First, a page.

Skip to main content

Bringing Meaning to The Mundane Activities of Daily Living

By Stephen C. Schultz



The air was crisp. The sky was off white with a mix of clouds up higher and fog drifting in lower. The sun peeked through a break in the fog just enough to create a sparkle in the fresh snow delicately balanced on a leafless shrub.




At close to 5000 feet above sea level, snow is no stranger in the winter. I went to the closet and pulled out my coat. I slipped it on and in four steps was at the back door. This time of year, I keep the snow shovels leaning against the outside wall ready to move into action at the whim of mother nature.


This particular storm wasn’t a big one by any winter standard. There was a few inches and that was all. In fact, with the sun peeking through, the sidewalks cleared quickly. I looked up from my shoveling and noticed two Mule Deer, both bucks, gracefully scampering through the snow, across the sidewalk, and through my back yard. Hobble Creek flows less than fifty yards from my home and they probably were simply getting their morning drink of water.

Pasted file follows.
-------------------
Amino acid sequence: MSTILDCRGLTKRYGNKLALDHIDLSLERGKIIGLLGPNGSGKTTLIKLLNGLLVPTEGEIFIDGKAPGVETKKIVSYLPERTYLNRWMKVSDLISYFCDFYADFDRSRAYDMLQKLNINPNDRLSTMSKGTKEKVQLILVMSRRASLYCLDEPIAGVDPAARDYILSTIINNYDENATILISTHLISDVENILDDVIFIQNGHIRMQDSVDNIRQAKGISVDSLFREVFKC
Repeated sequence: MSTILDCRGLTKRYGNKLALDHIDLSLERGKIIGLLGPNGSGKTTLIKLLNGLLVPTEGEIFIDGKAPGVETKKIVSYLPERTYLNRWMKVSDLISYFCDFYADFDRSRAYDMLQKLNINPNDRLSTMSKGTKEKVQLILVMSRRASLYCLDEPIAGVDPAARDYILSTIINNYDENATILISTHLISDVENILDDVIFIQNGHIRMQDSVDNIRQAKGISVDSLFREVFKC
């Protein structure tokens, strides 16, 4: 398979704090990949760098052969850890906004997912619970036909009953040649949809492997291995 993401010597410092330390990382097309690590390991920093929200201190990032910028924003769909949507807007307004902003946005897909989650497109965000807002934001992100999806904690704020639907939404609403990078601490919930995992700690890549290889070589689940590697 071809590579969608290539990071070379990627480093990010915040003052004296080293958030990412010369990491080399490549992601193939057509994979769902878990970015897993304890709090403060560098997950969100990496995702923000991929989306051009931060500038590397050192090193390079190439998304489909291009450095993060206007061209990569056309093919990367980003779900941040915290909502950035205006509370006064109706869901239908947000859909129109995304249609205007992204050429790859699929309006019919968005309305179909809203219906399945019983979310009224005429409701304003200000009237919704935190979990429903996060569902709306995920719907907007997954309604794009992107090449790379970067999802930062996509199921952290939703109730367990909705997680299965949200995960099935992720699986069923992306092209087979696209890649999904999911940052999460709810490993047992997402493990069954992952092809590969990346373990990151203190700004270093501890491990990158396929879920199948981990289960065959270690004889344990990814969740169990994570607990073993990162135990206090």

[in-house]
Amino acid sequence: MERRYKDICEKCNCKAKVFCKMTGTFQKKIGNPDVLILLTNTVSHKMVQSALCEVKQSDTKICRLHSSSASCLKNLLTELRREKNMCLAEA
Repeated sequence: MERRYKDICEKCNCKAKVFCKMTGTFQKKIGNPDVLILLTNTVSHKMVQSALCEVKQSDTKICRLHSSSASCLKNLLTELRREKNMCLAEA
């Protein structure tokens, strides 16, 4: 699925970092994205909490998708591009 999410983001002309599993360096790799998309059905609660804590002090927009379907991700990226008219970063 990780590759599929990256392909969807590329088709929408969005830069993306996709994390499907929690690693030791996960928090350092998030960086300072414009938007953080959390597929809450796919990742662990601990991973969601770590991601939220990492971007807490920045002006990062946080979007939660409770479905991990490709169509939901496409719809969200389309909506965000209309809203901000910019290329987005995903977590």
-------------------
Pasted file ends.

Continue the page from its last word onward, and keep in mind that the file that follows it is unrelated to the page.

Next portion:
It was a pretty morning to be sure, and the shoveling didn’t take long at all. I stepped back in the house, took off my coat and my phone rang. It was my daughter who has just completed her second week of college where she entered mid-year due to a volleyball scholarship. She asked how I was doing and I did the same. She said her classes were going fine, not much homework yet, but she knew it would get much more busy later in the semester. She mentioned that her roommates and her were getting ready to go to church. She told me about her healthy meals that she has been preparing and the workout routine she has implemented to stay in shape prior to her official university practices starting.


I wish I could say there was a lot of exciting things happening today! It would be fun to post about an exciting ski run down a Black Diamond slope or a much needed Caribbean Cruise in the middle of winter. It seems that is what everyone else is doing as I browse my social media accounts. Sometimes I think I live a pretty boring life! And, you know what? I do!